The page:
By Dung Pam
An active and sustainable local aviation industry has strategic importance that goes beyond mere commercial and business objectives. It is a matter of national interest and national security.
Administering of Nigeria’s bilateral air service agreement (BASA) is a matter of national security. The Ministry of Aviation has consistently failed to understand how critical this is. If they are bereft of the requisite information, a wider stakeholder consultation will have brought this to light.
Therefore, it is irresponsible and a dereliction of duty for the Federal Ministry of Aviation to offer multiple designations and entry points to international carriers to the detriment of our local airlines.
This act virtually outsources our aviation industry. The reason why Nigerian airlines are not able to proportionately reciprocate our bilateral air service agreement (BASA) is because they are weak, disorganised and fragmented. The duty and the challenge for the Federal Ministry of Aviation (FMA) is to reverse the current situation by creating policies and implementing strategies that will ensure the emergence of strong, organised and viable local airlines.
For the past 18 months, Nigeria Aviation Safety Initiative (NASI) and other proactive organisations and individuals have advocated for strategic partnerships such as mergers, acquisitions, commercial agreements, code shares and inter-line activity within the local industry as a panacea for the current mediocrity and declining fortunes.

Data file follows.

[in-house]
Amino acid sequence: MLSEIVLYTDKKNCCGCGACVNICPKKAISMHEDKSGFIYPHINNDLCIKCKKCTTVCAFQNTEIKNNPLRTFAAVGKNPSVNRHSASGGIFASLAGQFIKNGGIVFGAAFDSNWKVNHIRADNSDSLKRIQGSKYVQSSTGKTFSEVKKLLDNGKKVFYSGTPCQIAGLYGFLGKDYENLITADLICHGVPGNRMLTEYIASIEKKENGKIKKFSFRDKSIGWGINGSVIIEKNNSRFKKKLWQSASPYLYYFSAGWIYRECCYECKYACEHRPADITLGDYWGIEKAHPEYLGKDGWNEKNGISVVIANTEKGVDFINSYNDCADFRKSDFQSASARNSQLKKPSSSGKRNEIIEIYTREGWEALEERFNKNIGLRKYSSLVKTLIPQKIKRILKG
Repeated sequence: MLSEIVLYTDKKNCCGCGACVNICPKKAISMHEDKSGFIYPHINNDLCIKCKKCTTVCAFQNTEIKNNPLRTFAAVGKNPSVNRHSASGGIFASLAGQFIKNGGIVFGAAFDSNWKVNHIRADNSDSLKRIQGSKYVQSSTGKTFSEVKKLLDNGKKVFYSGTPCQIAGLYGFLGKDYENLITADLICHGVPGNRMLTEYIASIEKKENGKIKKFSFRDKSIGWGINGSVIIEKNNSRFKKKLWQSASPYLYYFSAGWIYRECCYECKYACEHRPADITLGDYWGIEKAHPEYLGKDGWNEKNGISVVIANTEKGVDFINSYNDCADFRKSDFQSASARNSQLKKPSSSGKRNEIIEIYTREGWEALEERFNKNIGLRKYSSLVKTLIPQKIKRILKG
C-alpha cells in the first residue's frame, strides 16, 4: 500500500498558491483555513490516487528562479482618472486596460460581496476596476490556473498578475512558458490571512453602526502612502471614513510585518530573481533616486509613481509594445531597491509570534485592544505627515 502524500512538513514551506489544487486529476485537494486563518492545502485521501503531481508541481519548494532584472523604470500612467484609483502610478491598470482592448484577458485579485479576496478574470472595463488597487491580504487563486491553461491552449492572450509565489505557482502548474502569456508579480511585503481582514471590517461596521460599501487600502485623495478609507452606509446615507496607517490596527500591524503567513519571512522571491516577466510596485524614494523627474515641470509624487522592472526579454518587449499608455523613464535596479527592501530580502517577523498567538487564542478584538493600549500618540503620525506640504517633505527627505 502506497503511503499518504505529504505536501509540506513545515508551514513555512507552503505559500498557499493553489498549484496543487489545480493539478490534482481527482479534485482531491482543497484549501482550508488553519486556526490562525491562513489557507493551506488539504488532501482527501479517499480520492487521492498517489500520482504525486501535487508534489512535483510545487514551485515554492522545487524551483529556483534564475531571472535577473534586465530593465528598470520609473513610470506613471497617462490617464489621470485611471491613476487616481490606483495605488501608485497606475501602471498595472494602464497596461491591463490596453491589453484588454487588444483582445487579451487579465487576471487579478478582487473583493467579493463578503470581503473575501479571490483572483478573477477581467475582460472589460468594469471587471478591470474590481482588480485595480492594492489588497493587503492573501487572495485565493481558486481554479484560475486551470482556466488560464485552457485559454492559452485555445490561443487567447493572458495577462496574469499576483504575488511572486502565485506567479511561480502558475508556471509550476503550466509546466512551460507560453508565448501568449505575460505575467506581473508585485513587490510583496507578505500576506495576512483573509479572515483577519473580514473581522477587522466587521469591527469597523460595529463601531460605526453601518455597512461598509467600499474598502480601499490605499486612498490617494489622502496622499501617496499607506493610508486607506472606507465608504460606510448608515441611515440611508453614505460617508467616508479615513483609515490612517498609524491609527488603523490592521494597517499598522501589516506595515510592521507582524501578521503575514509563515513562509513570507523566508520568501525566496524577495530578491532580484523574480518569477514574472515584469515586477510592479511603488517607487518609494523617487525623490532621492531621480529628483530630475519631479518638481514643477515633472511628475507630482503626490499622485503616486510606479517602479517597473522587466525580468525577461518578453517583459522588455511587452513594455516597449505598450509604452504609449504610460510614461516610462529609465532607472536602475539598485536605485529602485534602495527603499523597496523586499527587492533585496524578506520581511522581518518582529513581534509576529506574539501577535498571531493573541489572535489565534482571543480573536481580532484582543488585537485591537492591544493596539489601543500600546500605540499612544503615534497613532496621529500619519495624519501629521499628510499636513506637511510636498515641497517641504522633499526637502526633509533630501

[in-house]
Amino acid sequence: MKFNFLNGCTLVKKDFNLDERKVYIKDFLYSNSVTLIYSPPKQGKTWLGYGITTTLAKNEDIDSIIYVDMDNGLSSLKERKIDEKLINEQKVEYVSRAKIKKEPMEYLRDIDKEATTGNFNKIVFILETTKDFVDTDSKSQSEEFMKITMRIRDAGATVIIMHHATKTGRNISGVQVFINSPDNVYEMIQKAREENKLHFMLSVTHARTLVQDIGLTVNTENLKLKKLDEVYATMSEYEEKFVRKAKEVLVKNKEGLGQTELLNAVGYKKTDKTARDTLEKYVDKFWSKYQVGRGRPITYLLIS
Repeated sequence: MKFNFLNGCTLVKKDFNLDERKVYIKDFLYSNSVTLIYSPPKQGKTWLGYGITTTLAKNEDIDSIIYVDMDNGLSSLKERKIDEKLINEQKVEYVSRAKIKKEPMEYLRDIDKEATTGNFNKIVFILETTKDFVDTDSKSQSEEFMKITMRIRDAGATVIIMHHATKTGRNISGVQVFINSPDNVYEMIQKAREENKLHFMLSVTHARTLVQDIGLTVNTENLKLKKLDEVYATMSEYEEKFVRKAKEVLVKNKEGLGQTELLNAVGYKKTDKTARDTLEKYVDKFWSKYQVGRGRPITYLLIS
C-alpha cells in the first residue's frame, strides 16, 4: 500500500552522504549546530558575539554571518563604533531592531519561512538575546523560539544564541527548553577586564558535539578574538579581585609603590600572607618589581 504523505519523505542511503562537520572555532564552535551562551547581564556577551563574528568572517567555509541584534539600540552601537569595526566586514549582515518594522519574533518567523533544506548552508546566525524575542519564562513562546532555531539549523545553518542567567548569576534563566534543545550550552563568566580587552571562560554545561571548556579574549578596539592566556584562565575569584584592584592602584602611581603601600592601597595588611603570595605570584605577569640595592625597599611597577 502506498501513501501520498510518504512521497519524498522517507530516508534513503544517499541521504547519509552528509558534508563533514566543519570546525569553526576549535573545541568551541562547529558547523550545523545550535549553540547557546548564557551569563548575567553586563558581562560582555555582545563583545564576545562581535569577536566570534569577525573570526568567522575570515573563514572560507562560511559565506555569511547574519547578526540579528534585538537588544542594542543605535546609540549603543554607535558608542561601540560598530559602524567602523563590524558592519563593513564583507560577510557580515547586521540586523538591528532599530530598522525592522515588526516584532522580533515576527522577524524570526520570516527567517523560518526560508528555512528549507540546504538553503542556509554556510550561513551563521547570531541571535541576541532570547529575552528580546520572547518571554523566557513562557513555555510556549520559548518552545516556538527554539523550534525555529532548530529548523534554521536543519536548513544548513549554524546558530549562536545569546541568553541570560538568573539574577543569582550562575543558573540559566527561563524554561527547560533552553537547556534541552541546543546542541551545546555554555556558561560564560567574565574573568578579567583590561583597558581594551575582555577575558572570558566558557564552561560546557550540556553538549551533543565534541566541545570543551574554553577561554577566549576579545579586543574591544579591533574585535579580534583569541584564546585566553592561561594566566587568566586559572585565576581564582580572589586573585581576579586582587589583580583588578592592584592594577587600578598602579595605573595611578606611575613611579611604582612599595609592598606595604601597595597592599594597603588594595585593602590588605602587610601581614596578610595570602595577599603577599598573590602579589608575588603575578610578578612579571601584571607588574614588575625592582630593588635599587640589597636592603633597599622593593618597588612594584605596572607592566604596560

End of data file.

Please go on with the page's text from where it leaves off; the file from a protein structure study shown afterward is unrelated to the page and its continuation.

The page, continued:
Mega carriers in Europe and America are merging to further extract cost synergies and take advantage of economies of scale. Yet, the FMA is superintending over the collapse of its aviation sector.
The FMA and NCAA should facilitate the evolution of our 16 under performing airlines into five viable and profitable airlines capable of providing the world class service Nigerians deserve and are happy to pay for. These five restructured airlines should then be engaged in a transparent process of bidding for the “two positions” of Nigeria’s flag carriers.
The security implication of aviation operation is also underscored by the recent incidences of widespread money laundering and illegal importation of arms suspected to be taking place using aircraft and airports. Thus, exacerbating the lingering security situation in the country.
Nine years after Isa Yuguda and his high powered ministerial committee discovered over 70 illegal airports and heliports we are still grappling with stowaways and airport perimeter and air-side security breaches. Not a single airport in Nigeria has met all the safety and operational requirements to be fully certified. Thirteen years after signing a provisional open skies agreement with the USA we are still unable to take advantage of it.
It is time to see some concrete proactive solutions to the problems bedevilling Nigeria’s aviation sector.
Dung Pam (ATPL, AMEL, MSc., ASM, FIMC), an aircraft pilot and aviation management professional, is president, Nigeria Aviation Safety Initiative (NASI).
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